Exporting Ebola - who's really at risk?
Liberians in the US facing increasing stigma over fears that an Ebola epidemic will cross the Atlantic
LONDON, 22 October 2014 (IRIN) - More than 50 percent of Americans report being afraid of a mass Ebola outbreak on US soil, according to a Harvard poll earlier this month, but health experts say the true risk is further spread of the virus within the West African region.
Unlike the US, which currently has four specialized isolation units, access to state-of-the-art laboratories, medical equipment, protective gear, and medicines, as well as doctors and nurses who have been specially trained in infection control, many West African nations remain ill-equipped to deal with the potential arrival of an Ebola case.
“Given that these countries have limited medical and public health resources, they may have difficulty quickly identifying and effectively responding to imported Ebola cases,” said Kamran Khan, a professor at the University of Toronto’s Division of Infectious Diseases and co-author of a new study on the likelihood of West Africa’s Ebola outbreak spreading overseas via air travel.
The risk of Ebola being spread through commercial air travel is real. Two cases have already been carried out of the region by airline passengers: one to Nigeria and one to the USA, and both of those travellers infected others before the outbreak could be contained. The question of how big of a risk this really is, is what was tackled by Khan and his team.
Their assessment, which was published this week in the London-based journal The Lancet, found that no more than three infected airline passengers a month will travel out of the affected countries between now and the end of the year, even if there were no screening at any of the points of departure. [ http://www.thelancet.com/journals/lancet/article/PIIS0140-6736(14)61828-6/abstract ]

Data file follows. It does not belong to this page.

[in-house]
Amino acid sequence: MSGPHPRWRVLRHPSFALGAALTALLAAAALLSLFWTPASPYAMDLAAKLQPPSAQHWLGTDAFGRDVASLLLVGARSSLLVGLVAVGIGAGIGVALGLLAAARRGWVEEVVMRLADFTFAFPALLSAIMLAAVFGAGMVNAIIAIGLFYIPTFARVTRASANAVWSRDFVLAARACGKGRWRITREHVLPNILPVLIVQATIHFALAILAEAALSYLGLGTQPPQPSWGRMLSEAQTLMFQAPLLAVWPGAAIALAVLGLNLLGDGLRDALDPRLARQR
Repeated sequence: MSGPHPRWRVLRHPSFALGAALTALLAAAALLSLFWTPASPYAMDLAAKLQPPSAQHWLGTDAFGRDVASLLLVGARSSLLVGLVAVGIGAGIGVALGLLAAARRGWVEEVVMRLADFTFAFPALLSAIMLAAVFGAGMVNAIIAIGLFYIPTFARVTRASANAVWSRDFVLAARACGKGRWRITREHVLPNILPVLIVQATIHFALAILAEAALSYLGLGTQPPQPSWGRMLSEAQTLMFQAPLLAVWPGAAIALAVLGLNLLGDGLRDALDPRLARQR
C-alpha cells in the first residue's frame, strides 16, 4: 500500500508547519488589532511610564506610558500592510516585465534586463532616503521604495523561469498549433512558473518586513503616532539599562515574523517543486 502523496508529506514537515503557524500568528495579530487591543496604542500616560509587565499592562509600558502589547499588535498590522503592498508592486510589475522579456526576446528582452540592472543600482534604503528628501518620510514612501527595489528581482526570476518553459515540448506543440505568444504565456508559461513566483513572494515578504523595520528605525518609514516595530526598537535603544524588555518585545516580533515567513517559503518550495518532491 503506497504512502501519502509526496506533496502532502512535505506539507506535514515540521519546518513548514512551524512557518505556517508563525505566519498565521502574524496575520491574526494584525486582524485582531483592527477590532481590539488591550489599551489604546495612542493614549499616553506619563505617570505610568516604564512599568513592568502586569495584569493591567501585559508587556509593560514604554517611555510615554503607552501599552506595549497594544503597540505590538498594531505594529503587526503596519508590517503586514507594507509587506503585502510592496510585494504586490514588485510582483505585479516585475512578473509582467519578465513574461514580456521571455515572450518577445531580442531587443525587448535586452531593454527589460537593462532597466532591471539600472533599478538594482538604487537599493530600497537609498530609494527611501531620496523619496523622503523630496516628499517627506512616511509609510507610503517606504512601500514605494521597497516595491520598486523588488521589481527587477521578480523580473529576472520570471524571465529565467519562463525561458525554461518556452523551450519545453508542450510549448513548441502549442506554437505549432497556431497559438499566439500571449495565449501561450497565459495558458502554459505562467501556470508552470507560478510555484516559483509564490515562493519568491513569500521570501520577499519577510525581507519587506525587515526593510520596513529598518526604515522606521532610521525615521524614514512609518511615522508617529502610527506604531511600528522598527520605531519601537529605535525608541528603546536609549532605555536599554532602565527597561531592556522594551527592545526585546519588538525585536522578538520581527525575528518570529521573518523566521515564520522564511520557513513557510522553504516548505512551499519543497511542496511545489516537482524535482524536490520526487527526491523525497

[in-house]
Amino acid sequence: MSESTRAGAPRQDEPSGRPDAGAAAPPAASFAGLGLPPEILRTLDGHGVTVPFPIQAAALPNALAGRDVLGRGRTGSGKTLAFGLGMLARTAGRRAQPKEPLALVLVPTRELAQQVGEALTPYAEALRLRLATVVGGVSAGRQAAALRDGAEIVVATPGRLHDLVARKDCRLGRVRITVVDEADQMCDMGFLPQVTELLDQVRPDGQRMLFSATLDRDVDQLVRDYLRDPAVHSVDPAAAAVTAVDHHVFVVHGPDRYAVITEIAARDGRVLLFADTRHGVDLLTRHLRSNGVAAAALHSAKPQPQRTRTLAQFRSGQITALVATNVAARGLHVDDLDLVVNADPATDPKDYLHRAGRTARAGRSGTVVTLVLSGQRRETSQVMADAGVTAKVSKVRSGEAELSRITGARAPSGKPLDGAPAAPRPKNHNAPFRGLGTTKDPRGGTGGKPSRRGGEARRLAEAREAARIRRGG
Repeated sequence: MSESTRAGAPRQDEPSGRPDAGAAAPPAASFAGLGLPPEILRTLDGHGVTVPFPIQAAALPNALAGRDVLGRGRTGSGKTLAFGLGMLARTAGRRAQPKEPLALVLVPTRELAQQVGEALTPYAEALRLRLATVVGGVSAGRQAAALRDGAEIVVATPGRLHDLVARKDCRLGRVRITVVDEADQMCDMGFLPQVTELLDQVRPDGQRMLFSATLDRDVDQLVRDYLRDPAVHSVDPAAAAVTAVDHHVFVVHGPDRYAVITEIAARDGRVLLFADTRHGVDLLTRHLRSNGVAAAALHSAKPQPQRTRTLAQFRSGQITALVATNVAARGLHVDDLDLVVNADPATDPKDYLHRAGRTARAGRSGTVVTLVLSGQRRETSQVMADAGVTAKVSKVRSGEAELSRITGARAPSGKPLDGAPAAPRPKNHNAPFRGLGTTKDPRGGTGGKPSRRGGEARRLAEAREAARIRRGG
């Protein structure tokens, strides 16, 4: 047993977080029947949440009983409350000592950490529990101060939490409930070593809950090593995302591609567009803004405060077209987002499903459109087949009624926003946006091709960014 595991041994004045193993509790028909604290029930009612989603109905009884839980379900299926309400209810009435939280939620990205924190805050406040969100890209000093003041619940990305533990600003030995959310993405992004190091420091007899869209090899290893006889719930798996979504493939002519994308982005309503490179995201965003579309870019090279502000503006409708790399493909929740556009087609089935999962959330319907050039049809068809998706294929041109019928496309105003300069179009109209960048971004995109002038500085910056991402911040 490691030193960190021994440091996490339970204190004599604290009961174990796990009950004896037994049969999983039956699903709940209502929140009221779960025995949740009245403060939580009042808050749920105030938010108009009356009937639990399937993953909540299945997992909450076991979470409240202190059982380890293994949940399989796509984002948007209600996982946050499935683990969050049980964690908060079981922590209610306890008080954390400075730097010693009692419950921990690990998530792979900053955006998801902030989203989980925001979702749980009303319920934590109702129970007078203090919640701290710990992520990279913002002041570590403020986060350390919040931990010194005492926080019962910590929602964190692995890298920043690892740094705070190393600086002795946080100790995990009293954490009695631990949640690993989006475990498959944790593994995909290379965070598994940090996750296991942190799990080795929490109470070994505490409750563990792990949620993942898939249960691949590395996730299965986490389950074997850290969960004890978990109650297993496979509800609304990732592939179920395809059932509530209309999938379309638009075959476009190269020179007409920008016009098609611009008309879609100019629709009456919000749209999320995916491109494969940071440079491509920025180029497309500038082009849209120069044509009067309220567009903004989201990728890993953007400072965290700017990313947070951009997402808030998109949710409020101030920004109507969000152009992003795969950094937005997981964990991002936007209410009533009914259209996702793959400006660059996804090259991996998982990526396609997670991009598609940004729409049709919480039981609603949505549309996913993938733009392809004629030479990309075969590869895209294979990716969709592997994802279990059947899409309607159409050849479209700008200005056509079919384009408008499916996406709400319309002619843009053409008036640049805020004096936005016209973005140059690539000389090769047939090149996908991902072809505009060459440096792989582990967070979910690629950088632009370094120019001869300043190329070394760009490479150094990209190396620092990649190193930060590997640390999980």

This estimate was based on evaluations of airline timetables, passenger traffic records and projections for the number of Ebola cases in Guinea, Liberia and Sierra Leone over the coming months.
Additionally, the authors point out that that the populations of many of these countries are small and, with the exception of Nigeria, are not frequent international air travellers.
Passenger numbers have been further reduced by many airlines closing their routes from Freetown, Conakry and Monrovia, and by the slowdown in business travel because of the outbreak.
Ghana, Senegal at greatest risk
In addition to looking at how many people are flying out of the Ebola zone, Khan and his colleagues looked at where travellers go. In 2013, only 29 percent of African travellers went to first world destinations, with London and Paris topping the list.
Most of the others were flying to other lower or lower-middle income countries, generally within the West African region. The favourite destination was Ghana, with 17.5 percent of passenger traffic, followed by Senegal, with 14.4 percent. Then, after London and Paris, came The Gambia, with 6.8 percent of the traffic, and Côte d'Ivoire and Morocco with just over 5 percent each. Nigeria is ninth on the list and the USA 12th - at a slightly lower risk than China.
The World Health Organization (WHO) says they are most concerned about Ebola spreading to countries that share a land border with the affected countries, such as Côte d’Ivoire, Mali, Senegal and Guinea Bissau, and those that have high-volume travel and trade routes with the affected countries, such as Cameroon, Burkina Faso, South Sudan, Mauritania and The Gambia.